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Satow, R. (1982). Response to Colleen Clements's “Misusing Psychiatric Models: the Culture of Narcissism”. Psychoanal. Rev., 69(2):296-302.

(1982). Psychoanalytic Review, 69(2):296-302

Response to Colleen Clements's “Misusing Psychiatric Models: the Culture of Narcissism”

Roberta Satow, Ph.D.

Dr. Clements' paper focuses on two major problems in Christopher Lasch's conceptualization of the “culture of narcissism” (1979). She underscores Lasch's incorrect understanding of the concept of narcissism as a “psychiatric” (sic) term. She also clarifies the general misapplication of a psychodynamic concept to a social system level. In my discussion I would like to expand on the first of these two fundamental criticisms of the culture of narcissism perspective and then go on to hypothesize why psychoanalysts have not criticized Lasch both for his misunderstanding of the term and his confusing of individual and structural levels of analysis.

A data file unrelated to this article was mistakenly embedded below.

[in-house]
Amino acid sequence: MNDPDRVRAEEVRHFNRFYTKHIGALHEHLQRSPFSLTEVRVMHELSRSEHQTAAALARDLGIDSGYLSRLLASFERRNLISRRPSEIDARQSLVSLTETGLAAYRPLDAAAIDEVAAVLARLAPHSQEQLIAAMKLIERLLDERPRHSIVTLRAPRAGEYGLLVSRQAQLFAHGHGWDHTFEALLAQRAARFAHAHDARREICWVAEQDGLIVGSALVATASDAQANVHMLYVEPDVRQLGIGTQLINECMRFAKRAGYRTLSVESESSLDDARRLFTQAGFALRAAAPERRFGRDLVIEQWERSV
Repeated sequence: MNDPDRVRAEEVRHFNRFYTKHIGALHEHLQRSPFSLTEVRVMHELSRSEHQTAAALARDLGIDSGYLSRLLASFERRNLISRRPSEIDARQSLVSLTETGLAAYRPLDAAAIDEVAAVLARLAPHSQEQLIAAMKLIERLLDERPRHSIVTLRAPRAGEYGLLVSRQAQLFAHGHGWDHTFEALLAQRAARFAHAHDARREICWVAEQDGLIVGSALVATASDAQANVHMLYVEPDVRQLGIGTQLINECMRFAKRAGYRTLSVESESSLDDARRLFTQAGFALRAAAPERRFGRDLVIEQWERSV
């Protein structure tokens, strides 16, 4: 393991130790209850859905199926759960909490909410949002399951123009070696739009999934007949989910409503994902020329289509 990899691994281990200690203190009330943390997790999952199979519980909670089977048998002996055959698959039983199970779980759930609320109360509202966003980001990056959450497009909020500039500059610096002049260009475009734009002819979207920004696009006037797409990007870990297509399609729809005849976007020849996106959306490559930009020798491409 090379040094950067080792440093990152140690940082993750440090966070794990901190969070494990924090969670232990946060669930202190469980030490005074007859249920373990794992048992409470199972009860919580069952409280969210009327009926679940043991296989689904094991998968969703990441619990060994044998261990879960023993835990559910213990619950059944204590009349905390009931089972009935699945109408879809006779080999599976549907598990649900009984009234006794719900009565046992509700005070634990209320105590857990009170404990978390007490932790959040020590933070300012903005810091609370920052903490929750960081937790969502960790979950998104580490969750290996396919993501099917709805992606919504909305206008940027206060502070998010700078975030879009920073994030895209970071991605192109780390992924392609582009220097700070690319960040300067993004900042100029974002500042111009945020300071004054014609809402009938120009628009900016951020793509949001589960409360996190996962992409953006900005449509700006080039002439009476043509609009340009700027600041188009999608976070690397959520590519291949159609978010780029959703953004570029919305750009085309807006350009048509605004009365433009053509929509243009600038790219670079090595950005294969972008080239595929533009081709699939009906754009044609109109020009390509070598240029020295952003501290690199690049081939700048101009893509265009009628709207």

I completely agree with Dr. Clements that the notion of narcissism as Lasch uses it bears no resemblance to the narcissistic personality disorder as described by either Kohut or Kernberg. However, I think that narcissism is the kind of concept that lends itself to that kind of distortion because it is so confusing even in its technical psychoanalytic meanings.

The Psychoanalytic Concept of Narcissism

The concept of narcissism is increasingly problematic in psychoanalytic as well as lay circles because its meaning has become extremely broad. Prior to its adoption by psychoanalysis, the concept of narcissism stayed rather close to the classic figure of Narcissus—the beautiful youth who gazed into the stream with desire at the sight of his own image. Since water is the primitive mirror, it is not surprising that Ovid's poem came to mind when Havelock Ellis read about several cases of erotic self-admiration.

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